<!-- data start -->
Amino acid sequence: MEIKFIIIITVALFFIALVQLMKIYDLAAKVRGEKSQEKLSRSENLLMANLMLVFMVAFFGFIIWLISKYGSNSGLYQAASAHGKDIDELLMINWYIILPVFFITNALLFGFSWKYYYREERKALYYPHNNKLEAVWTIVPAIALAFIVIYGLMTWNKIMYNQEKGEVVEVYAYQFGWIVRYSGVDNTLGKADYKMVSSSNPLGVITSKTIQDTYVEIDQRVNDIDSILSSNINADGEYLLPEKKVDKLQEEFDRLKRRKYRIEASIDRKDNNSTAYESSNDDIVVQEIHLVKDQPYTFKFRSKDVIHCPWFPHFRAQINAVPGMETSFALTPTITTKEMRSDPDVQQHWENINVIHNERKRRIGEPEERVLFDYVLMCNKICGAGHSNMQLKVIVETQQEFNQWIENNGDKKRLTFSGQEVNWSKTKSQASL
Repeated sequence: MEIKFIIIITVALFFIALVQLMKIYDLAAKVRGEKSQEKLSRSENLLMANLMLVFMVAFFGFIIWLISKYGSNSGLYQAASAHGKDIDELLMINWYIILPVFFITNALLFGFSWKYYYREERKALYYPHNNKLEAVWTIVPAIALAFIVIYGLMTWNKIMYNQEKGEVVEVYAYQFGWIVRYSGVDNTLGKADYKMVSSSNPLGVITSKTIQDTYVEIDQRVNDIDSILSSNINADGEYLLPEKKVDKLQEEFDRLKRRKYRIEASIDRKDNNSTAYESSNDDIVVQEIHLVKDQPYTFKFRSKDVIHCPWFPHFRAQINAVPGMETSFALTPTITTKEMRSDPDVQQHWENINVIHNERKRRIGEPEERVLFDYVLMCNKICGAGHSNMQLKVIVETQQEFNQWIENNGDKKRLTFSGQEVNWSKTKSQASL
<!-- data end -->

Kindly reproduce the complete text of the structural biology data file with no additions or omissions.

Amino acid sequence: MEIKFIIIITVALFFIALVQLMKIYDLAAKVRGEKSQEKLSRSENLLMANLMLVFMVAFFGFIIWLISKYGSNSGLYQAASAHGKDIDELLMINWYIILPVFFITNALLFGFSWKYYYREERKALYYPHNNKLEAVWTIVPAIALAFIVIYGLMTWNKIMYNQEKGEVVEVYAYQFGWIVRYSGVDNTLGKADYKMVSSSNPLGVITSKTIQDTYVEIDQRVNDIDSILSSNINADGEYLLPEKKVDKLQEEFDRLKRRKYRIEASIDRKDNNSTAYESSNDDIVVQEIHLVKDQPYTFKFRSKDVIHCPWFPHFRAQINAVPGMETSFALTPTITTKEMRSDPDVQQHWENINVIHNERKRRIGEPEERVLFDYVLMCNKICGAGHSNMQLKVIVETQQEFNQWIENNGDKKRLTFSGQEVNWSKTKSQASL
Repeated sequence: MEIKFIIIITVALFFIALVQLMKIYDLAAKVRGEKSQEKLSRSENLLMANLMLVFMVAFFGFIIWLISKYGSNSGLYQAASAHGKDIDELLMINWYIILPVFFITNALLFGFSWKYYYREERKALYYPHNNKLEAVWTIVPAIALAFIVIYGLMTWNKIMYNQEKGEVVEVYAYQFGWIVRYSGVDNTLGKADYKMVSSSNPLGVITSKTIQDTYVEIDQRVNDIDSILSSNINADGEYLLPEKKVDKLQEEFDRLKRRKYRIEASIDRKDNNSTAYESSNDDIVVQEIHLVKDQPYTFKFRSKDVIHCPWFPHFRAQINAVPGMETSFALTPTITTKEMRSDPDVQQHWENINVIHNERKRRIGEPEERVLFDYVLMCNKICGAGHSNMQLKVIVETQQEFNQWIENNGDKKRLTFSGQEVNWSKTKSQASL